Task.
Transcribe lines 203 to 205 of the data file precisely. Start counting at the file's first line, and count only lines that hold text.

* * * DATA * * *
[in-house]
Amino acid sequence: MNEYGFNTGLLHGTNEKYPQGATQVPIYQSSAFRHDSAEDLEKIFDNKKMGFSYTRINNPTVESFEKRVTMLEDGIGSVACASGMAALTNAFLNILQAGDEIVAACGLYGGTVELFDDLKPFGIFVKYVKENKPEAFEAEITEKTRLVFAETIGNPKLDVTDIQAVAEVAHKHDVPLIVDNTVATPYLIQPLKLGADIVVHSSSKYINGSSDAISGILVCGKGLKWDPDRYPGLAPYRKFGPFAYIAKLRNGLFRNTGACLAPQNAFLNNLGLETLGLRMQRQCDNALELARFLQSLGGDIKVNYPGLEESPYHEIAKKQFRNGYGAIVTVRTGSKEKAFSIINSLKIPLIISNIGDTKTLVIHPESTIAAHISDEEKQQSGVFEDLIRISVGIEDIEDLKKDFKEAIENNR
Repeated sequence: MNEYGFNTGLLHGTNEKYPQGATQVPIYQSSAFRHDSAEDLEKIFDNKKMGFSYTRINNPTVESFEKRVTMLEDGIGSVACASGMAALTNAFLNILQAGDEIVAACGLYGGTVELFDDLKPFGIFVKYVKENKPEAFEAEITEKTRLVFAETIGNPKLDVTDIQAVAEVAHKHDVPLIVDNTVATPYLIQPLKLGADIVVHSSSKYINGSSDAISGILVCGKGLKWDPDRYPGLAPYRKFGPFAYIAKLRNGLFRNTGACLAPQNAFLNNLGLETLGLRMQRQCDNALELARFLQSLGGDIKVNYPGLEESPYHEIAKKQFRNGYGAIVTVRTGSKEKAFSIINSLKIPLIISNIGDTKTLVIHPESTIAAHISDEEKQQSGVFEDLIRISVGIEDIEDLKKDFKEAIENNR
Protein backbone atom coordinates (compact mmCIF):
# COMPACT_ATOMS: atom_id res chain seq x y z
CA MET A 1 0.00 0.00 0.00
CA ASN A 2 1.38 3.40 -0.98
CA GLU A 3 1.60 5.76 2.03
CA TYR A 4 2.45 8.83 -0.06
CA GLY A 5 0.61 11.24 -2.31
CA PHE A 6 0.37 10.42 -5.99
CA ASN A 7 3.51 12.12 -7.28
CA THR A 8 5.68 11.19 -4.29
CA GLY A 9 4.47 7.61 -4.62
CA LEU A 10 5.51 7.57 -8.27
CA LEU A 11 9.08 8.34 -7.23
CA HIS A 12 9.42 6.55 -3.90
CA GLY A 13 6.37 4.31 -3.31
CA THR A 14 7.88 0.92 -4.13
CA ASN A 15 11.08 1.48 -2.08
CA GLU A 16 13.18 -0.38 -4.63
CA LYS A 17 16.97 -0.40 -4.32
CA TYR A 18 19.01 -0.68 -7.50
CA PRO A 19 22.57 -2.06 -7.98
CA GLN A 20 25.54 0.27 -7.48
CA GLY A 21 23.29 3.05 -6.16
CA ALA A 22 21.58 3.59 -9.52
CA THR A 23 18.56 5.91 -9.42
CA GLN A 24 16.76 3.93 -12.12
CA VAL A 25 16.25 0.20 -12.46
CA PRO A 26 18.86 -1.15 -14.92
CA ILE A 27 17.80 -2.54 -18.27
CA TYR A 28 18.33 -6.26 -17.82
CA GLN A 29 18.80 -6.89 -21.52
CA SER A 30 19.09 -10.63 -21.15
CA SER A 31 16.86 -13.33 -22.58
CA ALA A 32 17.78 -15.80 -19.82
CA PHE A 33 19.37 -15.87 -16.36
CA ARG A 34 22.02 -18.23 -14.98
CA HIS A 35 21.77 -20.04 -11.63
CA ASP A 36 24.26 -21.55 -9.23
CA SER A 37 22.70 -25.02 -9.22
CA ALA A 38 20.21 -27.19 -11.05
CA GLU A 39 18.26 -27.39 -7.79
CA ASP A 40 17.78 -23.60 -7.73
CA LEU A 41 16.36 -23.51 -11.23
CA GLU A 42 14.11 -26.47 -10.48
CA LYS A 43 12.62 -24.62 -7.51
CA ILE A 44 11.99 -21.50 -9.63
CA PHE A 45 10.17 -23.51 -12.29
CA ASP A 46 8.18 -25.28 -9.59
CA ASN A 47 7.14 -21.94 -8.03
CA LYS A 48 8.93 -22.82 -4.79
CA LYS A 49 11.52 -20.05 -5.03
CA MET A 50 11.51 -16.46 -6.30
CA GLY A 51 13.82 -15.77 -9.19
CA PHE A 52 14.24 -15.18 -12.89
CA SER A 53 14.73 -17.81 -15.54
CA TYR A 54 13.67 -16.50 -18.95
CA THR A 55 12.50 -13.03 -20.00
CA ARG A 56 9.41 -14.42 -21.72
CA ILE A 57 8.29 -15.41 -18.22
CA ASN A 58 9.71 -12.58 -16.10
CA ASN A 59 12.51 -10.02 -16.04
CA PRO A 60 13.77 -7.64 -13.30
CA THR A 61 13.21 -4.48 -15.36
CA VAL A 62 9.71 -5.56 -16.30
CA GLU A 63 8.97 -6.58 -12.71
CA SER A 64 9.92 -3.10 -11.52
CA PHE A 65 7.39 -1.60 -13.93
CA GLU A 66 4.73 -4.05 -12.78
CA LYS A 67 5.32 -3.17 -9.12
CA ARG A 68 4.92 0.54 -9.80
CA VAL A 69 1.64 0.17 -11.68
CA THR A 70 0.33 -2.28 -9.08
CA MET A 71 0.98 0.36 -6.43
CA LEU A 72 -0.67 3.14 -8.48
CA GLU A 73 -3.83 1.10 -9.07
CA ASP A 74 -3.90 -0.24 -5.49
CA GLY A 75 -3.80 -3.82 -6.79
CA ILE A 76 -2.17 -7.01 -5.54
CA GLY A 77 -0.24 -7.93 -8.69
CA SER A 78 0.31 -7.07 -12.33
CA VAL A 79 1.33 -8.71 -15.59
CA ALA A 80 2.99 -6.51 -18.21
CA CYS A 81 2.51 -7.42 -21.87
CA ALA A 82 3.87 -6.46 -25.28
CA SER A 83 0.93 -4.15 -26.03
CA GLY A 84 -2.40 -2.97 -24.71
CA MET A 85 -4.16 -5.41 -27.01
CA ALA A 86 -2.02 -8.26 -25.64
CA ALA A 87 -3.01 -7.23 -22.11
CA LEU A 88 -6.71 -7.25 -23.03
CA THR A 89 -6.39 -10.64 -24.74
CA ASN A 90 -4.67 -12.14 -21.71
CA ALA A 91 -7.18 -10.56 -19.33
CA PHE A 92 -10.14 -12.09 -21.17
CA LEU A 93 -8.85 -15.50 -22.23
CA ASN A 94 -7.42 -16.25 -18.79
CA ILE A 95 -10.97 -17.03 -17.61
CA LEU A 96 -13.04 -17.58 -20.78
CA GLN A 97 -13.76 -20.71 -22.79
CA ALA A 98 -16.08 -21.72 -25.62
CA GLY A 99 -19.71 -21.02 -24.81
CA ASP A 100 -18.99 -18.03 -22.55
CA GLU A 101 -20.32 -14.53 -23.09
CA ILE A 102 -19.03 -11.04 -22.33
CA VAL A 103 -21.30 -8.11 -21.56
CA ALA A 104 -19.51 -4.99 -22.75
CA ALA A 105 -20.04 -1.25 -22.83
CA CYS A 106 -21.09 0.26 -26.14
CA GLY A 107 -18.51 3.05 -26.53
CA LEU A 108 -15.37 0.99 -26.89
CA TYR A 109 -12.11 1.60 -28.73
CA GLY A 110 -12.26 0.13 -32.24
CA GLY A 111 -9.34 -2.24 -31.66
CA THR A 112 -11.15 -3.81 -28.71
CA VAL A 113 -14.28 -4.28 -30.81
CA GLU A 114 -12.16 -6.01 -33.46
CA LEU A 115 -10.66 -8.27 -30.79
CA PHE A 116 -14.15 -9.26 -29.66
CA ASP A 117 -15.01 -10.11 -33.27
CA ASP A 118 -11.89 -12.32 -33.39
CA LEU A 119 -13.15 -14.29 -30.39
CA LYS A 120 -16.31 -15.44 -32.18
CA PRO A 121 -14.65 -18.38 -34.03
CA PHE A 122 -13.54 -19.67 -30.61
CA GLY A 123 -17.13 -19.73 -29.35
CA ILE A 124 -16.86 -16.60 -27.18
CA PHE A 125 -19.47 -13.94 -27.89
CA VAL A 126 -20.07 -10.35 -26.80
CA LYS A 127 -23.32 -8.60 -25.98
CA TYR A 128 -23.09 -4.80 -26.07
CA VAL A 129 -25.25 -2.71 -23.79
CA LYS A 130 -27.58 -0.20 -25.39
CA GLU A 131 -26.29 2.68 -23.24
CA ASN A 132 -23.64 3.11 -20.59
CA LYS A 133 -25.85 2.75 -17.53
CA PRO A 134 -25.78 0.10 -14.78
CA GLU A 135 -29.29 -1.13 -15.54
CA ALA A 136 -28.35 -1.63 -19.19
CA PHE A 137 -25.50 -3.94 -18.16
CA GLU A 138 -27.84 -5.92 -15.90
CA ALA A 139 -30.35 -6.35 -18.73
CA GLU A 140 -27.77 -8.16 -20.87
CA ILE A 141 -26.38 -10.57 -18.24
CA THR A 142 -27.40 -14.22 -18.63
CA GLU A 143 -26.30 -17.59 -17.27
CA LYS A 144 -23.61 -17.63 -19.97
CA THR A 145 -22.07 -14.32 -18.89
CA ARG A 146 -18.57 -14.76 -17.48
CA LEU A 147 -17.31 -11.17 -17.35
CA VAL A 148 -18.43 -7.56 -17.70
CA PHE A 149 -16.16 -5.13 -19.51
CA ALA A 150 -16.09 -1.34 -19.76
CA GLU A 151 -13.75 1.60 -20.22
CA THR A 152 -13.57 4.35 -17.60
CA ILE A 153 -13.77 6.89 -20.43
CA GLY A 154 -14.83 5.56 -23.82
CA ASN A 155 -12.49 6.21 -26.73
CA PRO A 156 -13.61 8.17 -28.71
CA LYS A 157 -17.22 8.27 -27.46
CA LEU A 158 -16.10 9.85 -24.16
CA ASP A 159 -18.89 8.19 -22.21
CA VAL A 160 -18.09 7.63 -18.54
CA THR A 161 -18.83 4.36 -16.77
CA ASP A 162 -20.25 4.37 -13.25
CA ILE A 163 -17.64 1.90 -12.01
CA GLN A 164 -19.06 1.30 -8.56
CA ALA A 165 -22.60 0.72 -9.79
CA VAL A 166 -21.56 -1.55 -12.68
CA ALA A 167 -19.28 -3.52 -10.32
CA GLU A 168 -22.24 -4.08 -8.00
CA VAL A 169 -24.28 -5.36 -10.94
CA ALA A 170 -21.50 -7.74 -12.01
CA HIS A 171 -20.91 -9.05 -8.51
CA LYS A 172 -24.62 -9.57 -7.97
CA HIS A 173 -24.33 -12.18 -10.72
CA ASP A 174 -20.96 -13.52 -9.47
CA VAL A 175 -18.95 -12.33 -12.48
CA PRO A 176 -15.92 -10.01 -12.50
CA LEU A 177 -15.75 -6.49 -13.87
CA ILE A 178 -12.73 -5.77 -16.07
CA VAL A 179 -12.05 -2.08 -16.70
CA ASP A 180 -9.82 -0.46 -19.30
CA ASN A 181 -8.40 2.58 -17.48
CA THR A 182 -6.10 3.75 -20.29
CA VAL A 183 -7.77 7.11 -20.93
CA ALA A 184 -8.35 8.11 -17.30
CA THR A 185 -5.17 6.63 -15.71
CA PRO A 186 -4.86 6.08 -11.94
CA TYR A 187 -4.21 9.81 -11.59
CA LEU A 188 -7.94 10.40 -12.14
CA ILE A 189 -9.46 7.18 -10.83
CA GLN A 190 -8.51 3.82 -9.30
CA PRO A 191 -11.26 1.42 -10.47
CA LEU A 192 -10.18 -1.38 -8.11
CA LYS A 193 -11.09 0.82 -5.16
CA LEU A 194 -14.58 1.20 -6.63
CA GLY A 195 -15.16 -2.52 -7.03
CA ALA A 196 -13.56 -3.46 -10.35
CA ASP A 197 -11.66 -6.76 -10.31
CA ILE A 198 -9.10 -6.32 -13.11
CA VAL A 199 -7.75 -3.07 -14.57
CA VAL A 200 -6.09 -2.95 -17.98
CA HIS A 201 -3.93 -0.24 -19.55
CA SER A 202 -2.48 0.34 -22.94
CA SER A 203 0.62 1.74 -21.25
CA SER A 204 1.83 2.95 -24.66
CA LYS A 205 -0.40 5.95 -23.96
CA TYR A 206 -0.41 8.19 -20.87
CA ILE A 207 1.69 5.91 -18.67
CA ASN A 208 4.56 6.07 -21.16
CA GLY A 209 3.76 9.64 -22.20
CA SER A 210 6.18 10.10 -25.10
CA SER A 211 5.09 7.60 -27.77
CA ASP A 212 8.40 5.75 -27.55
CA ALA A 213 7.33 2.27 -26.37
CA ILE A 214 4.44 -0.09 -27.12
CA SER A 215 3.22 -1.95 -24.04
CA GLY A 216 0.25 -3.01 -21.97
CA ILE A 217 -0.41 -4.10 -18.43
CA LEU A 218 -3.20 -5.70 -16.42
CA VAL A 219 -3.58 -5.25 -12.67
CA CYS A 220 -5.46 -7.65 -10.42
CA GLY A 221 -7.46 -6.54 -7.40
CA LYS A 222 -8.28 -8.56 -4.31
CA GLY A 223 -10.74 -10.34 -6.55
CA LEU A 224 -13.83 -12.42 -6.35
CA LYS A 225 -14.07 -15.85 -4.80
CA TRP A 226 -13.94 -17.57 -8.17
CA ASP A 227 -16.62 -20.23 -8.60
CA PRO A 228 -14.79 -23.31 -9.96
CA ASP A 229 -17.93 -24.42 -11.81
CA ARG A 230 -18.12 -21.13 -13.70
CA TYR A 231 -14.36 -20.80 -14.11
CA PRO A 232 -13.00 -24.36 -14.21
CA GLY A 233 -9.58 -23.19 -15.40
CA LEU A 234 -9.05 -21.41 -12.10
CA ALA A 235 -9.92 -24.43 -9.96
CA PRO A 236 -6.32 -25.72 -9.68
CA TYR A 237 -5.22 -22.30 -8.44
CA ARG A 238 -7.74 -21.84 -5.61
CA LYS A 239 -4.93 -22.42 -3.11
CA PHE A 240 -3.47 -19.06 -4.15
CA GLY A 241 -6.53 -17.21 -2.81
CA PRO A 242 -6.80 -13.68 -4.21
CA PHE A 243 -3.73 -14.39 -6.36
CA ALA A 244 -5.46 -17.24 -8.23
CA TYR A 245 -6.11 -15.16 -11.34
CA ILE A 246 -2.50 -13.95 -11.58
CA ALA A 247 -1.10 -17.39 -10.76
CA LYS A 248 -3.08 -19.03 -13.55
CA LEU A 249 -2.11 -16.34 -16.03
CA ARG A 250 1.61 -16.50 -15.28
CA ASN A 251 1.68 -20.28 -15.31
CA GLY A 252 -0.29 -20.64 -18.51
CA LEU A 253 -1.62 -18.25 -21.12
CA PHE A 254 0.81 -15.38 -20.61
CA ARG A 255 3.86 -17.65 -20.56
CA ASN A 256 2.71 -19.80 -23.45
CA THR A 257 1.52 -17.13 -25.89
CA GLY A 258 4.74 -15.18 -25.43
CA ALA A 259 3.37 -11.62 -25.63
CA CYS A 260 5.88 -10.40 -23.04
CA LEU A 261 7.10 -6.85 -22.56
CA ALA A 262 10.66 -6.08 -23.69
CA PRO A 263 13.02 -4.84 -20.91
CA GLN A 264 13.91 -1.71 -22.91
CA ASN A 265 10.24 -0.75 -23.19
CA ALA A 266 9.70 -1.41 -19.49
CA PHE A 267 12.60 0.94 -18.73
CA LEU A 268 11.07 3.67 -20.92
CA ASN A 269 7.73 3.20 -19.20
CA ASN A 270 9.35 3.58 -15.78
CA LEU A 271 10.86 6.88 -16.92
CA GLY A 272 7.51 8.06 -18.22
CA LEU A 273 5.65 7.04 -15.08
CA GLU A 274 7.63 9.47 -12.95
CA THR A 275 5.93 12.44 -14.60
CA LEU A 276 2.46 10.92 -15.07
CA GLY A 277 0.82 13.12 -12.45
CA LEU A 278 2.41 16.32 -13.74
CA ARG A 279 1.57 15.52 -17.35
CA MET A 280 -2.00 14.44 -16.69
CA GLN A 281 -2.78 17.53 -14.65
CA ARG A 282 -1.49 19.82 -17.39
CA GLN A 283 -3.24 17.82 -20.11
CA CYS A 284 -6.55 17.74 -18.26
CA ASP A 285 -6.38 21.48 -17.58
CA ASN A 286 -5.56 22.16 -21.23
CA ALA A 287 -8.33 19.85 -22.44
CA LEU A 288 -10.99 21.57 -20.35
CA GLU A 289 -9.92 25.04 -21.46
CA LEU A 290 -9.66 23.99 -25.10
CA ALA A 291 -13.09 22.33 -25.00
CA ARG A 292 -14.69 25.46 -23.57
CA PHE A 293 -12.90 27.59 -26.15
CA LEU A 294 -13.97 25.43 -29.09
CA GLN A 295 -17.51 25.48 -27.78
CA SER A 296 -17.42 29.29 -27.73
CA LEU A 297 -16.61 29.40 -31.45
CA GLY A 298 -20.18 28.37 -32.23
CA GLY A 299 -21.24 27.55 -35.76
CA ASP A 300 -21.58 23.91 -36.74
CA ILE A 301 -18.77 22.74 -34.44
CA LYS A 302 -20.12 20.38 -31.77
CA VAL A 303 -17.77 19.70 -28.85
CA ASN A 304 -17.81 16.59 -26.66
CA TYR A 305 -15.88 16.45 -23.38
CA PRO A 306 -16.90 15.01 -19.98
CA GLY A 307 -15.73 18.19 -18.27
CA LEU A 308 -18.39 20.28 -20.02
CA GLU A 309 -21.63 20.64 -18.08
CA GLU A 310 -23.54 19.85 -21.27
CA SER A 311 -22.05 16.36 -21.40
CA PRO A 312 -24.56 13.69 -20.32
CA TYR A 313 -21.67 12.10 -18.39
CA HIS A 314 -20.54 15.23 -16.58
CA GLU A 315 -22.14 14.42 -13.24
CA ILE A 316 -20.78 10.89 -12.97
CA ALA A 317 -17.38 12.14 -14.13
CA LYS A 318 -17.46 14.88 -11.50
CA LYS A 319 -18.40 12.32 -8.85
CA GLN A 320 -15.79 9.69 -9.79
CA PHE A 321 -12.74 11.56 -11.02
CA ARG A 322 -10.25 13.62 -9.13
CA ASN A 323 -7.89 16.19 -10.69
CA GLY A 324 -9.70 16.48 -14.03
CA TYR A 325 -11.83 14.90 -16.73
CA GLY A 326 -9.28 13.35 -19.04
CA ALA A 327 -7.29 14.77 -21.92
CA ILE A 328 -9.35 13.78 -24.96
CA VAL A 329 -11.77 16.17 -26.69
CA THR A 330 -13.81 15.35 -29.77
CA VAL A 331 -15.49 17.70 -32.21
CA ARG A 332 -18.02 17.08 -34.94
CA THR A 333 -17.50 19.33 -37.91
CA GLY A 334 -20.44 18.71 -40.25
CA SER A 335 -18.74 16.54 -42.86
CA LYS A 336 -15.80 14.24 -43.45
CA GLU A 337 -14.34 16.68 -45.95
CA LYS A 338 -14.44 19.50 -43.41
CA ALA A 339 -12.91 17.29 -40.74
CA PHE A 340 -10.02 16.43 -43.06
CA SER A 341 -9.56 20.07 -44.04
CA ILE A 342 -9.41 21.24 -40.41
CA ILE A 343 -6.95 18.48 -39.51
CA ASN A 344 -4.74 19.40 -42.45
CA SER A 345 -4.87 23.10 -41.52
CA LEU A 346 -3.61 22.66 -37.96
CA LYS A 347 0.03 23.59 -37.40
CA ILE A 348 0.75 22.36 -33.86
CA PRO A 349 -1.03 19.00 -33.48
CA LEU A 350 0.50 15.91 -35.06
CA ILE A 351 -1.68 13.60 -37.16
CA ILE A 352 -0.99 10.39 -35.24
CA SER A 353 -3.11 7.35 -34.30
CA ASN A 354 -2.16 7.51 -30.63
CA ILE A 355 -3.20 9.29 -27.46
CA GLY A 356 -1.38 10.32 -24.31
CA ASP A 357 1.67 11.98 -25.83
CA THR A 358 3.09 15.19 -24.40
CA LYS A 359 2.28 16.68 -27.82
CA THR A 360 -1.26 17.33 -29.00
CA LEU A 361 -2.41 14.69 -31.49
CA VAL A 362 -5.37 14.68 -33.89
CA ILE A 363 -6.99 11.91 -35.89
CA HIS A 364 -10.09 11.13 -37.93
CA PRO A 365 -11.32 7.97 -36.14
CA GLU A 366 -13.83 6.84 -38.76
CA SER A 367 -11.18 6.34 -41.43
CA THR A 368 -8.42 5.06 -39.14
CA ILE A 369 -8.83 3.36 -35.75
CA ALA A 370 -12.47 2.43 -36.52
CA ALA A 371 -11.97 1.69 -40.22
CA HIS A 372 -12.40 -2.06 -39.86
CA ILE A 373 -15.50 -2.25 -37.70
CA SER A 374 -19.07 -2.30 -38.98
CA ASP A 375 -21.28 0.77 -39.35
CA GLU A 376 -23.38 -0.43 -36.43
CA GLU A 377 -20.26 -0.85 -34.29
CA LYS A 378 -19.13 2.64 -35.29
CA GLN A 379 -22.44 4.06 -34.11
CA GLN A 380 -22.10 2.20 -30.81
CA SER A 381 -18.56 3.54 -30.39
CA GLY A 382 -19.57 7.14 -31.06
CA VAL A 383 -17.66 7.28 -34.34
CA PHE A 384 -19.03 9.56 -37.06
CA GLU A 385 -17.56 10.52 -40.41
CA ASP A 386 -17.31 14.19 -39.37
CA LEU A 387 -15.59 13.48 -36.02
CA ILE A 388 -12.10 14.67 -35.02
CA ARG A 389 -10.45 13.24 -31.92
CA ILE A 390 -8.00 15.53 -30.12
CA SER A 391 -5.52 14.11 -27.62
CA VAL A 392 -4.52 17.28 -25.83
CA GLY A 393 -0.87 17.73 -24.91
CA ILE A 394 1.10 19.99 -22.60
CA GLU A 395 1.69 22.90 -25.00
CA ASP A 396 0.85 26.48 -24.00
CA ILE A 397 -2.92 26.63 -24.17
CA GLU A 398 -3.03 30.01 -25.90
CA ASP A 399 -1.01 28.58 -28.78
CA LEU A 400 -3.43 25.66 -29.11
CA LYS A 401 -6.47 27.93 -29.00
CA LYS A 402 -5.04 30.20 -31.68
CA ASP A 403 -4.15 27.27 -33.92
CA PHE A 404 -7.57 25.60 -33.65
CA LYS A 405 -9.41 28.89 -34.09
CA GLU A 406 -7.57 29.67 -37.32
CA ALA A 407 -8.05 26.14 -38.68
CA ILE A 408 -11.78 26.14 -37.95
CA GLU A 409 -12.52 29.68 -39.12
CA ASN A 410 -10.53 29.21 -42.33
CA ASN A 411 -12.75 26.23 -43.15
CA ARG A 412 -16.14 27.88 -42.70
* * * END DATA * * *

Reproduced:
CA ILE A 198 -9.10 -6.32 -13.11
CA VAL A 199 -7.75 -3.07 -14.57
CA VAL A 200 -6.09 -2.95 -17.98